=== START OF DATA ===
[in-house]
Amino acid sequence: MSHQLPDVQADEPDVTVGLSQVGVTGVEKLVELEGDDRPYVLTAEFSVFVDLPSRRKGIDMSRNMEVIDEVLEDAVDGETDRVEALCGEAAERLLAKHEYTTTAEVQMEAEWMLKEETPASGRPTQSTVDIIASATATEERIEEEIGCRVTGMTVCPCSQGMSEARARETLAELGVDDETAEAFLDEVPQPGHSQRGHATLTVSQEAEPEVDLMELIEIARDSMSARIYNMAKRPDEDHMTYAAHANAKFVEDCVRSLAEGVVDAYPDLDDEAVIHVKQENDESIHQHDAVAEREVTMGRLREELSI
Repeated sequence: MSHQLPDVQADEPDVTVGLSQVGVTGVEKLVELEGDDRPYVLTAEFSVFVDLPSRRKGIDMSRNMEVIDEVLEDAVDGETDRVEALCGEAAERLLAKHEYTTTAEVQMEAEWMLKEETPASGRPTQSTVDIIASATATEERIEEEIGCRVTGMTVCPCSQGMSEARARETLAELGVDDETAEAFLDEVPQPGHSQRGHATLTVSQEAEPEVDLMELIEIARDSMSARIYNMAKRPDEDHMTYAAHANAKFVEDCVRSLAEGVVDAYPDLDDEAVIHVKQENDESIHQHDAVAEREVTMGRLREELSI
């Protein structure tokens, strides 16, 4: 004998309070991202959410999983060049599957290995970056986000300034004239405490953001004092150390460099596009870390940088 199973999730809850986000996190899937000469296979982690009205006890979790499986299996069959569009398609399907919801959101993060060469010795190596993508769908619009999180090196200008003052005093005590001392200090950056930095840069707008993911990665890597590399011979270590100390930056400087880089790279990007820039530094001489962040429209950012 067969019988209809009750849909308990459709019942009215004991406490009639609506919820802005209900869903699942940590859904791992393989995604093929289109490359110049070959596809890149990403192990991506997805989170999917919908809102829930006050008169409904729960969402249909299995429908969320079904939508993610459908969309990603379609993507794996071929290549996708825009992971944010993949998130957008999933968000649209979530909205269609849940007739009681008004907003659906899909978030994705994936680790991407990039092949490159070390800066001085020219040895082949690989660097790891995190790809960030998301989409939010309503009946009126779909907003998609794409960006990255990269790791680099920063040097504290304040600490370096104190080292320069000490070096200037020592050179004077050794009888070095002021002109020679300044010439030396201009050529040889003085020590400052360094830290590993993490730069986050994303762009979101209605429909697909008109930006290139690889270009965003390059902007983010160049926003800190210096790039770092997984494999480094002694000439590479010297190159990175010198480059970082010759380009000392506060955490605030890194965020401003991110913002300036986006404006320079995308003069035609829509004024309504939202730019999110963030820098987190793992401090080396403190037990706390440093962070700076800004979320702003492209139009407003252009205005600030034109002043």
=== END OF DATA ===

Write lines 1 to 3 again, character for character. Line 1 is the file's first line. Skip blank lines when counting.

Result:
[in-house]
Amino acid sequence: MSHQLPDVQADEPDVTVGLSQVGVTGVEKLVELEGDDRPYVLTAEFSVFVDLPSRRKGIDMSRNMEVIDEVLEDAVDGETDRVEALCGEAAERLLAKHEYTTTAEVQMEAEWMLKEETPASGRPTQSTVDIIASATATEERIEEEIGCRVTGMTVCPCSQGMSEARARETLAELGVDDETAEAFLDEVPQPGHSQRGHATLTVSQEAEPEVDLMELIEIARDSMSARIYNMAKRPDEDHMTYAAHANAKFVEDCVRSLAEGVVDAYPDLDDEAVIHVKQENDESIHQHDAVAEREVTMGRLREELSI
Repeated sequence: MSHQLPDVQADEPDVTVGLSQVGVTGVEKLVELEGDDRPYVLTAEFSVFVDLPSRRKGIDMSRNMEVIDEVLEDAVDGETDRVEALCGEAAERLLAKHEYTTTAEVQMEAEWMLKEETPASGRPTQSTVDIIASATATEERIEEEIGCRVTGMTVCPCSQGMSEARARETLAELGVDDETAEAFLDEVPQPGHSQRGHATLTVSQEAEPEVDLMELIEIARDSMSARIYNMAKRPDEDHMTYAAHANAKFVEDCVRSLAEGVVDAYPDLDDEAVIHVKQENDESIHQHDAVAEREVTMGRLREELSI